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Homelessness and San Francisco.

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posted on Dec, 27 2018 @ 01:17 PM
a reply to: XAnarchistX

This line of logic follows the same as the gun grabber logic.

People are the problem. Not their labels.

posted on Dec, 27 2018 @ 01:23 PM
a reply to: crayzeed

This is what you get in your free market economy.

Uh, yea, this is what you get in a free market economy when you abrogate vagrancy laws and subsidize the homeless so they can stay drunk and drugged on the city streets.

Back in the day when I was a kid growing up in Texas we never saw homeless people. That's because there were laws on the books. For example, if you were caught on a public street by a cop without a minimum $5.00 in your wallet, you got picked up by the cops and sent to the P-Farm (Prison Farm) for 10 days, (if you were white, if not.......there were other solutions).

Now there's naught but hand wringing about the homeless and free handouts and free drugs and needles and people wonder why there's a problem.

posted on Dec, 27 2018 @ 01:46 PM
Having read the posting and the article, and the posts that followed, this is what can be stated:

Miners used to take canaries down into the mines, as an alarm when the air went toxic. And what is going on in San Francisco is not new, rather it is a culmination of many things, and here is how it breaks down:

This problem is not vindictive of San Francisco, but of a nationwide problem. Truth be told, the only reason why it is on the news, is that it was broad cast on a local new cast, and it got picked up, showing the country, stage 2 of an epidemic that is sweeping the nation. And San Francisco is not even at the top, but rather it is part of a wider and far reaching epidemic.

And as much as many would like to say this is a Democrat problem, finding fault with the democrats on anything, the reality is that this spans both political party. Many of the states, a majority of them, are republican ran and controlled. But should it matter which political party? Or are we ready for the truth.

This problem started in congress, which the congress persons wooed by the pharmaceutical lobby, passed laws protecting it. And thus, the pharmaceutical companies created more and more pain killers and then flooded the markets out. That made it to the various doctors offices, and they in turn, for a cut back from those companies turned around and handed out these prescriptions, with very little oversite, that got people hooked on these drugs.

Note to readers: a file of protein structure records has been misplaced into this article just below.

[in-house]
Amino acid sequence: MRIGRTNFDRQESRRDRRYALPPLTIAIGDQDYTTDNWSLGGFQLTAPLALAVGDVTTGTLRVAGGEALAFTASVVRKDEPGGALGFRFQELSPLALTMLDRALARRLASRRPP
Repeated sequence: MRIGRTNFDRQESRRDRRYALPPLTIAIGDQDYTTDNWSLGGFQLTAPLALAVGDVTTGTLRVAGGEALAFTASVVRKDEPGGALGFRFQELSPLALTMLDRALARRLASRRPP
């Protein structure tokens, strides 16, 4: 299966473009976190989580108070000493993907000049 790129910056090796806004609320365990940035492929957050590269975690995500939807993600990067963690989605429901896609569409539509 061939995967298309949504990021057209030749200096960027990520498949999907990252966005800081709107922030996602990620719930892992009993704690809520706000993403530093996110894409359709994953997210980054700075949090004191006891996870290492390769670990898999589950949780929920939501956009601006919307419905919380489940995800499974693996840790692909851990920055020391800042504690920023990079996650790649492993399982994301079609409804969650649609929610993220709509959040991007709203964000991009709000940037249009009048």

Well then it came out that they created addicts, that would doctor shop, and go to get new prescriptions, and then by the time the government realized what was going on it was too late. Then the laws were changed at the state level, where it made it hard for the addicts to get new prescriptions so freely, and thus they had nowhere to turn to, and went to the only source to feed that addiction, and that was illegal drugs, and thus kicked this epidemic into high gear.

The first signs of trouble, about this came out in Indiana, while Mike Pence was in office. There was a spike in HIV in a town, after the closing of Planned Parenthood, where the clinic was trying to fight this outbreak, by providing clean needles and get help to those who needed it.

So if one looks, the biggest people who win with the cause of this problem were the politicians, who got millions, if not billions from the companies to prevent government oversite into their activities and the products that they produce, protected by both political parties.

After all where is the profit if they cure something? The business plan of most pharmaceutical, do not include coming up with cures, but just taking care of the symptoms.

And who is to blame, the people who are hooked on these drugs, or the companies that made these drugs, knowing full well how addictive they were and withheld that information from the doctors, and kept it secret until it came out in the news? Is it really just a democrat problem, or one across the line where the deaths from opioid overdoes in, 2016, in California was 5.4 per 100,000 people or is it a republican problem where in the state of Tennessee the rate of death is greater than 18.10 per 100,000? Where the main difference is population density. How much would it be noticed if there is a fewer population, versus a bigger population?

posted on Dec, 27 2018 @ 03:33 PM
a reply to: JinMI

Agreed, but they do hide behind their labels, even "radical" ones

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